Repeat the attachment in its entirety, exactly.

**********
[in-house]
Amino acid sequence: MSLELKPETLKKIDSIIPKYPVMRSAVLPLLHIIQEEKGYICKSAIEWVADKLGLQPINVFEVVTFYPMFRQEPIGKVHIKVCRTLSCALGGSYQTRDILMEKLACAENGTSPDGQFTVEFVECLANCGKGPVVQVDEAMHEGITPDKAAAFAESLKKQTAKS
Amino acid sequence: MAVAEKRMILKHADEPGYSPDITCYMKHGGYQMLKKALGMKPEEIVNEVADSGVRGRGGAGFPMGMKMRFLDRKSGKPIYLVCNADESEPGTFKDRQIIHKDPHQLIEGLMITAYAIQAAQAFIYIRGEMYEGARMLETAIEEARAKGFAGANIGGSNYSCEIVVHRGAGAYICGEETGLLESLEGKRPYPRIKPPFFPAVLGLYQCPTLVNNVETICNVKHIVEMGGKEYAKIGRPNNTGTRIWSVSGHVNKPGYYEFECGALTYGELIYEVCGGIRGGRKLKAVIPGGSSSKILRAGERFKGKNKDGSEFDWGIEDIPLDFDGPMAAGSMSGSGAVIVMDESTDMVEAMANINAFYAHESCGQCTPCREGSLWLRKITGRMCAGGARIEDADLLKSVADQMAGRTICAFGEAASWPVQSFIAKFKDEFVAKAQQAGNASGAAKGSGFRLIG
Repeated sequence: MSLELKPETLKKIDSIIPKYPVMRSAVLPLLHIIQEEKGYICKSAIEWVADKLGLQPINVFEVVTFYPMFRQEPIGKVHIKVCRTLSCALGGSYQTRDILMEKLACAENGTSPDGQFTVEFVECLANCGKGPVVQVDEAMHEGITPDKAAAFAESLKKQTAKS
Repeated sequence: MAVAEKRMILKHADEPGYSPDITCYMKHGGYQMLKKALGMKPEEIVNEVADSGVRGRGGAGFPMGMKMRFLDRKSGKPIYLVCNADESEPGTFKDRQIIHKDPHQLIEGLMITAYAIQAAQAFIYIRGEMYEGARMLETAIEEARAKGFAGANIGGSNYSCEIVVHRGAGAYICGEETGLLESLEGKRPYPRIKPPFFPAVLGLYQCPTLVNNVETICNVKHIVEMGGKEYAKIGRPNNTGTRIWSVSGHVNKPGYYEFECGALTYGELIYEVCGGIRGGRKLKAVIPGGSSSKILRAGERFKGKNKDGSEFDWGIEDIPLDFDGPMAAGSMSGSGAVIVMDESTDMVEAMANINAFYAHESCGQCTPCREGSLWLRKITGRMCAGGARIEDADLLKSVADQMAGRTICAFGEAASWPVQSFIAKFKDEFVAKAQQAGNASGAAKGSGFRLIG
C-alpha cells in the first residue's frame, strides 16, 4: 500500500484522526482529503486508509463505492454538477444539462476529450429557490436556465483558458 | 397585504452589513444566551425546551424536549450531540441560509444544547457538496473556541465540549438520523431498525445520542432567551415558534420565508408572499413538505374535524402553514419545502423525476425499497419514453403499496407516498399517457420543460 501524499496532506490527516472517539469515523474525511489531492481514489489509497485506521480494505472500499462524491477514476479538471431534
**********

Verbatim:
[in-house]
Amino acid sequence: MSLELKPETLKKIDSIIPKYPVMRSAVLPLLHIIQEEKGYICKSAIEWVADKLGLQPINVFEVVTFYPMFRQEPIGKVHIKVCRTLSCALGGSYQTRDILMEKLACAENGTSPDGQFTVEFVECLANCGKGPVVQVDEAMHEGITPDKAAAFAESLKKQTAKS
Amino acid sequence: MAVAEKRMILKHADEPGYSPDITCYMKHGGYQMLKKALGMKPEEIVNEVADSGVRGRGGAGFPMGMKMRFLDRKSGKPIYLVCNADESEPGTFKDRQIIHKDPHQLIEGLMITAYAIQAAQAFIYIRGEMYEGARMLETAIEEARAKGFAGANIGGSNYSCEIVVHRGAGAYICGEETGLLESLEGKRPYPRIKPPFFPAVLGLYQCPTLVNNVETICNVKHIVEMGGKEYAKIGRPNNTGTRIWSVSGHVNKPGYYEFECGALTYGELIYEVCGGIRGGRKLKAVIPGGSSSKILRAGERFKGKNKDGSEFDWGIEDIPLDFDGPMAAGSMSGSGAVIVMDESTDMVEAMANINAFYAHESCGQCTPCREGSLWLRKITGRMCAGGARIEDADLLKSVADQMAGRTICAFGEAASWPVQSFIAKFKDEFVAKAQQAGNASGAAKGSGFRLIG
Repeated sequence: MSLELKPETLKKIDSIIPKYPVMRSAVLPLLHIIQEEKGYICKSAIEWVADKLGLQPINVFEVVTFYPMFRQEPIGKVHIKVCRTLSCALGGSYQTRDILMEKLACAENGTSPDGQFTVEFVECLANCGKGPVVQVDEAMHEGITPDKAAAFAESLKKQTAKS
Repeated sequence: MAVAEKRMILKHADEPGYSPDITCYMKHGGYQMLKKALGMKPEEIVNEVADSGVRGRGGAGFPMGMKMRFLDRKSGKPIYLVCNADESEPGTFKDRQIIHKDPHQLIEGLMITAYAIQAAQAFIYIRGEMYEGARMLETAIEEARAKGFAGANIGGSNYSCEIVVHRGAGAYICGEETGLLESLEGKRPYPRIKPPFFPAVLGLYQCPTLVNNVETICNVKHIVEMGGKEYAKIGRPNNTGTRIWSVSGHVNKPGYYEFECGALTYGELIYEVCGGIRGGRKLKAVIPGGSSSKILRAGERFKGKNKDGSEFDWGIEDIPLDFDGPMAAGSMSGSGAVIVMDESTDMVEAMANINAFYAHESCGQCTPCREGSLWLRKITGRMCAGGARIEDADLLKSVADQMAGRTICAFGEAASWPVQSFIAKFKDEFVAKAQQAGNASGAAKGSGFRLIG
C-alpha cells in the first residue's frame, strides 16, 4: 500500500484522526482529503486508509463505492454538477444539462476529450429557490436556465483558458 | 397585504452589513444566551425546551424536549450531540441560509444544547457538496473556541465540549438520523431498525445520542432567551415558534420565508408572499413538505374535524402553514419545502423525476425499497419514453403499496407516498399517457420543460 501524499496532506490527516472517539469515523474525511489531492481514489489509497485506521480494505472500499462524491477514476479538471431534